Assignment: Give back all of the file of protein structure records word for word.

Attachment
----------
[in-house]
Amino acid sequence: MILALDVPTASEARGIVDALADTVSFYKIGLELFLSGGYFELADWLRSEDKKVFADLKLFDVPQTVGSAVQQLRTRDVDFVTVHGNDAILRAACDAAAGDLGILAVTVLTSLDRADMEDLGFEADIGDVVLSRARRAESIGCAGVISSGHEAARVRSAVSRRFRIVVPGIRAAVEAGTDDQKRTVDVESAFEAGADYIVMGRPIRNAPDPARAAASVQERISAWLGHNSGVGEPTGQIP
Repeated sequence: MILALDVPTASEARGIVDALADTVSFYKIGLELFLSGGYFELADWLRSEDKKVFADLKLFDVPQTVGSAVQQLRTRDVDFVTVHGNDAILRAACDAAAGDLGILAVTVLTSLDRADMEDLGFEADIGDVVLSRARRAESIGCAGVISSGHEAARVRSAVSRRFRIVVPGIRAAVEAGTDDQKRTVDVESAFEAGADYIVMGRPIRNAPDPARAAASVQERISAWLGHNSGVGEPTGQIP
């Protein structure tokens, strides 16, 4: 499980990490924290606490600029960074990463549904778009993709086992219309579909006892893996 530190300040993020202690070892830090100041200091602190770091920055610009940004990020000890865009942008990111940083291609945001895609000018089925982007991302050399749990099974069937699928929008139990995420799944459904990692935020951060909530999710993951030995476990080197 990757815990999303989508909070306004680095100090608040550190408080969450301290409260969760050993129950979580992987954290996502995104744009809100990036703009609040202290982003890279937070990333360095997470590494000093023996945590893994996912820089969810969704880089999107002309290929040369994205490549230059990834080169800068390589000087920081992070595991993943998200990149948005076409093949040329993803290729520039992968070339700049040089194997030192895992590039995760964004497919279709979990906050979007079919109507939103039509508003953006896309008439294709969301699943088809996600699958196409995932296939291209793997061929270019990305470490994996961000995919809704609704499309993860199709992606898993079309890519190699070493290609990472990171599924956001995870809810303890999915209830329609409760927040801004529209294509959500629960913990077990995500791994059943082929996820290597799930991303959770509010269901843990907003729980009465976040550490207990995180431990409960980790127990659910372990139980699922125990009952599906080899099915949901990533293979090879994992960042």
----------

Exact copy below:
[in-house]
Amino acid sequence: MILALDVPTASEARGIVDALADTVSFYKIGLELFLSGGYFELADWLRSEDKKVFADLKLFDVPQTVGSAVQQLRTRDVDFVTVHGNDAILRAACDAAAGDLGILAVTVLTSLDRADMEDLGFEADIGDVVLSRARRAESIGCAGVISSGHEAARVRSAVSRRFRIVVPGIRAAVEAGTDDQKRTVDVESAFEAGADYIVMGRPIRNAPDPARAAASVQERISAWLGHNSGVGEPTGQIP
Repeated sequence: MILALDVPTASEARGIVDALADTVSFYKIGLELFLSGGYFELADWLRSEDKKVFADLKLFDVPQTVGSAVQQLRTRDVDFVTVHGNDAILRAACDAAAGDLGILAVTVLTSLDRADMEDLGFEADIGDVVLSRARRAESIGCAGVISSGHEAARVRSAVSRRFRIVVPGIRAAVEAGTDDQKRTVDVESAFEAGADYIVMGRPIRNAPDPARAAASVQERISAWLGHNSGVGEPTGQIP
């Protein structure tokens, strides 16, 4: 499980990490924290606490600029960074990463549904778009993709086992219309579909006892893996 530190300040993020202690070892830090100041200091602190770091920055610009940004990020000890865009942008990111940083291609945001895609000018089925982007991302050399749990099974069937699928929008139990995420799944459904990692935020951060909530999710993951030995476990080197 990757815990999303989508909070306004680095100090608040550190408080969450301290409260969760050993129950979580992987954290996502995104744009809100990036703009609040202290982003890279937070990333360095997470590494000093023996945590893994996912820089969810969704880089999107002309290929040369994205490549230059990834080169800068390589000087920081992070595991993943998200990149948005076409093949040329993803290729520039992968070339700049040089194997030192895992590039995760964004497919279709979990906050979007079919109507939103039509508003953006896309008439294709969301699943088809996600699958196409995932296939291209793997061929270019990305470490994996961000995919809704609704499309993860199709992606898993079309890519190699070493290609990472990171599924956001995870809810303890999915209830329609409760927040801004529209294509959500629960913990077990995500791994059943082929996820290597799930991303959770509010269901843990907003729980009465976040550490207990995180431990409960980790127990659910372990139980699922125990009952599906080899099915949901990533293979090879994992960042």